DIY Solar Heating Panels

 

A variety of solar heating panels are commercially available to the home owner and more are available to the Do it Yourselfer. Sooo… How do we choose a solar application that’s right for our own needs? How do we plan an energy independent house or should we plan an energy independent house? OR should we settle on supplementing heat energy with a solar hot water or solar heating system. Do we need a high temperature system or a high heat gain system? Should we use the entire surface area of our roof or confine our DIY plumbing to small area. What kind of solar heat recovery system should be used? How should we store heat? How should heat be distributed? Where should we store heat and is our house suitable for a solar application?

Bob's year round MTD solar greenhouse in Canada

 

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Evacuated tubes minimize heat loss so they are able to achieve higher temperatures than standard flat plates; however they are expensive and quite fragile and prone to leak around the top heat exchange bulb. Another thing to remember about evacuated tube systems has to do with efficiency. Even though they achieve higher temperatures than standard flat plate collectors they will generally harvest less heat with the same surface area exposed to sunlight. This lower efficiency has a lot to do with the reflection of light off the curved glass surface.










 

Closed loop flat plate collector systems use low cost, low power consumption pumps, but they also need antifreeze in cold climates, fill and drain spigots, in all climates, as well as a pressure relief valve, an expansion tank and a degasser. Air trapped inside a closed loop system will render the circulator pump useless. So be sure to purge all the air out of closed loop systems before turning the pump on.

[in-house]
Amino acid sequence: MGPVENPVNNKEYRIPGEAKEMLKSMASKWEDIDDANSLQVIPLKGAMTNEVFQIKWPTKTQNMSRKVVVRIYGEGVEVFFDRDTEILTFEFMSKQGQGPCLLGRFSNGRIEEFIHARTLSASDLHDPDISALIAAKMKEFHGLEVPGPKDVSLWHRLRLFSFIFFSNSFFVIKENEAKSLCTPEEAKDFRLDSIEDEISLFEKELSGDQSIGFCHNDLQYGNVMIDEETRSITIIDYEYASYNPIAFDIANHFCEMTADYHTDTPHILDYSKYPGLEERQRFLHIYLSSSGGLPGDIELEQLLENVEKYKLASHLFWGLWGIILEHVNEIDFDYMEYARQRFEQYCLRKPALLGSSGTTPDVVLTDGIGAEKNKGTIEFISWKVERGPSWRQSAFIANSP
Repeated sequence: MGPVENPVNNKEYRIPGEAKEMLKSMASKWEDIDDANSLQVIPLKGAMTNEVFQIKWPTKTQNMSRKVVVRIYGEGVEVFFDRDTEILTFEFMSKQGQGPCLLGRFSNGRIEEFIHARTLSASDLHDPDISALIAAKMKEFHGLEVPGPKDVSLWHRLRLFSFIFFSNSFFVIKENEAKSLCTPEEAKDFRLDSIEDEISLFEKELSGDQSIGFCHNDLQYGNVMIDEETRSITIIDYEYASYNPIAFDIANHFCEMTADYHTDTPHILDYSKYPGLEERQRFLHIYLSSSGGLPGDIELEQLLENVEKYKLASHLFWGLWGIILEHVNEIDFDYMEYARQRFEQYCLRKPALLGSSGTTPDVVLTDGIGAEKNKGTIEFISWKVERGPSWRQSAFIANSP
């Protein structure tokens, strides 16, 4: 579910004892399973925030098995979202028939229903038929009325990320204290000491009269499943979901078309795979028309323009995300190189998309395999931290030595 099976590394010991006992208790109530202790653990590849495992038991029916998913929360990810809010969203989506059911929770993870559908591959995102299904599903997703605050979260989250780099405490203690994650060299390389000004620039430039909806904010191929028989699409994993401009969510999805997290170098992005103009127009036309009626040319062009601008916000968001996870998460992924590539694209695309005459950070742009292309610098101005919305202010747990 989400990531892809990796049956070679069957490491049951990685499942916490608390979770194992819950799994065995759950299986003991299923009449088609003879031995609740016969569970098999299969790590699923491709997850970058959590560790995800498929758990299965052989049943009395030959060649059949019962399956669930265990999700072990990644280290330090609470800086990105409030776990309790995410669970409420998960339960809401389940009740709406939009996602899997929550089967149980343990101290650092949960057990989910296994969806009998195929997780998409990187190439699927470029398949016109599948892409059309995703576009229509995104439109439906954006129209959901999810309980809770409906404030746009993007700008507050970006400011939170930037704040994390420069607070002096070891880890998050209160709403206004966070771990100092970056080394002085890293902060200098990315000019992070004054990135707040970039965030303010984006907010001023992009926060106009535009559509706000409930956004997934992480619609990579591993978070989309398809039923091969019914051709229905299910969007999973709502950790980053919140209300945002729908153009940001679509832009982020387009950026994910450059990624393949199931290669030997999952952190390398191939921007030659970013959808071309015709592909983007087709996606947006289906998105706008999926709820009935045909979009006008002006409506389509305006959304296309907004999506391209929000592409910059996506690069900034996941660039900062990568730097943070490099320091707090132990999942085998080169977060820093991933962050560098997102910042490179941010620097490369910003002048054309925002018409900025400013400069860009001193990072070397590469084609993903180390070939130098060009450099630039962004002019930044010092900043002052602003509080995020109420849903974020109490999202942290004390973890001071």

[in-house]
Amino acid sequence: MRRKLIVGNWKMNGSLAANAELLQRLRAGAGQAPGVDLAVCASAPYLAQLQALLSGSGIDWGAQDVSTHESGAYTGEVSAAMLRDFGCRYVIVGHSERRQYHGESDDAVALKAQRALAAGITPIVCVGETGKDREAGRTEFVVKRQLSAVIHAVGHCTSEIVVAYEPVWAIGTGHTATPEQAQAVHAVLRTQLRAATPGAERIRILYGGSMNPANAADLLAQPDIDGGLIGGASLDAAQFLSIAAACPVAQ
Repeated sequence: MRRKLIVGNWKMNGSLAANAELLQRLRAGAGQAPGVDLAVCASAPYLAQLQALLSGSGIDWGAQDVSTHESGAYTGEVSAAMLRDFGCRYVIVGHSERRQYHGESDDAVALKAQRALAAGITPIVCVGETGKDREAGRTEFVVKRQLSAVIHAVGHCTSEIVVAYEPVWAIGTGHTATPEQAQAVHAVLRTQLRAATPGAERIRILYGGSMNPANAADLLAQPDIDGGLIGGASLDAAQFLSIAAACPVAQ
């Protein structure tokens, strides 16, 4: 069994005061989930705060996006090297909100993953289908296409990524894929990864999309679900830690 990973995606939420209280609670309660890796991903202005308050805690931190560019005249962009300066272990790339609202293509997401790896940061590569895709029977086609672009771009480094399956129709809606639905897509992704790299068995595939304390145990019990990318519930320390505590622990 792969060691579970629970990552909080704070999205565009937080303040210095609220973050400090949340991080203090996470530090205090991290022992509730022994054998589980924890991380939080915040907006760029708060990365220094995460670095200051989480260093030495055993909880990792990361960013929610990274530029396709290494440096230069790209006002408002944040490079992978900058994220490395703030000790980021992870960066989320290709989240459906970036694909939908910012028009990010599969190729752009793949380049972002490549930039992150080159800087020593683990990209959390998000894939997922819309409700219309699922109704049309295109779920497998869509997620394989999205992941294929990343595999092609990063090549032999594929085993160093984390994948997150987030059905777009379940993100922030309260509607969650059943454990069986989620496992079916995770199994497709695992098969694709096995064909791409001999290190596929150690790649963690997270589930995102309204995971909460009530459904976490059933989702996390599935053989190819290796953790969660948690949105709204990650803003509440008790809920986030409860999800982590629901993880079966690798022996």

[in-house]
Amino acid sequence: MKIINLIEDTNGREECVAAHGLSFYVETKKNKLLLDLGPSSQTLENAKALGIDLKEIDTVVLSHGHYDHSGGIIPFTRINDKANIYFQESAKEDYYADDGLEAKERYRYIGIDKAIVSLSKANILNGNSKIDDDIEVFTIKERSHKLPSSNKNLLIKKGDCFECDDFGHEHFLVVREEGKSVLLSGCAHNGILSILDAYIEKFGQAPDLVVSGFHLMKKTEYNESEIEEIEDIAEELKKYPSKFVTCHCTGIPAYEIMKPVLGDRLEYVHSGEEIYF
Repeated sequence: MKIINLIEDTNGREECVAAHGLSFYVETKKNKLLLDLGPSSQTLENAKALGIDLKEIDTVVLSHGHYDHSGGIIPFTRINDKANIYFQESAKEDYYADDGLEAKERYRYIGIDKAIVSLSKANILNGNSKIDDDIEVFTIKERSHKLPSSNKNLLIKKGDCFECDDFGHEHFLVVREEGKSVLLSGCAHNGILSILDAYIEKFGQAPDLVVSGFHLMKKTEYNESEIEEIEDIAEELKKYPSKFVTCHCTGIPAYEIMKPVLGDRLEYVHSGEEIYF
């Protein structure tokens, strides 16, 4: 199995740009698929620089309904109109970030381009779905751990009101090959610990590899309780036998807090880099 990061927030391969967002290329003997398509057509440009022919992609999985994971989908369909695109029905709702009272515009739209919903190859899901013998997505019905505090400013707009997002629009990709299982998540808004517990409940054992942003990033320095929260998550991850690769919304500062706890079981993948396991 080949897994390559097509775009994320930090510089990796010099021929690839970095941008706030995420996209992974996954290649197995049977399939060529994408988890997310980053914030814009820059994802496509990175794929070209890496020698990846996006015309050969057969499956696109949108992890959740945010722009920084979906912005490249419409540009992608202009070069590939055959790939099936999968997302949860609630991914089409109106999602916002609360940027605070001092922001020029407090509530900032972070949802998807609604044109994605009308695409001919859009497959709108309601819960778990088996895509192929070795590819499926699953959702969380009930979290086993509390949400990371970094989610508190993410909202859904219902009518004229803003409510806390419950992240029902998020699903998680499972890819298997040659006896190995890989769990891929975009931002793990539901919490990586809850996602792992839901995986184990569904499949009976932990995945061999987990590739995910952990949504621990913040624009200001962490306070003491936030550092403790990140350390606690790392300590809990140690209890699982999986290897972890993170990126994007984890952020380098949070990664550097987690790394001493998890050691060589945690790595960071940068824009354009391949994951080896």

Open loop flat plate collectors systems do not not need antifreeze or all the other paraphernalia associated with closed loop systems, but they do require a high head reservoir to increase the pump efficiency. Properly sloped plumbing is also essential to assure that water drains back from the collector. Narrow copper tubing used in most drainback systems are a concern since frozen water may accumulate around a restricted drainage system.

 

Conventional open loop and also closed loop solar heating systems use copper flow tubes and copper based heat exchange systems. Small, conventional, three collector systems might become a practical investment for some people, but a serious, large DHW and solar heating system would be impractical in most cases until now with the invention of MTD solar heating system. 

 

 





MTD solar heating was specially designed for DIY solar heating projects. No soldering is required but carpentry skills are a must. These six MTD collectors built and installed by Richard Heiliger's were among the first used to heat a house in a cold climate. Although the outside temperature in Northern Utah often plummets below -30 F a sun filled sky is all it takes to add heat to Richard's home. 

Richard uses just one 250 gallon heat storage tank, but multiple tanks could be used to increase heat collection efficiency.







































Not every day is ideal for solar heat collection, but with enough collectors and enough heat storage it is possible to get through the coldest days that winter has to offer. We do have alternatives. If we don't have the right kind of house or the right kind of property we can at least plan for a day when the opportunities for energy independence outweigh the burdens of fossil fuel dependence.



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MTD Solar Heating
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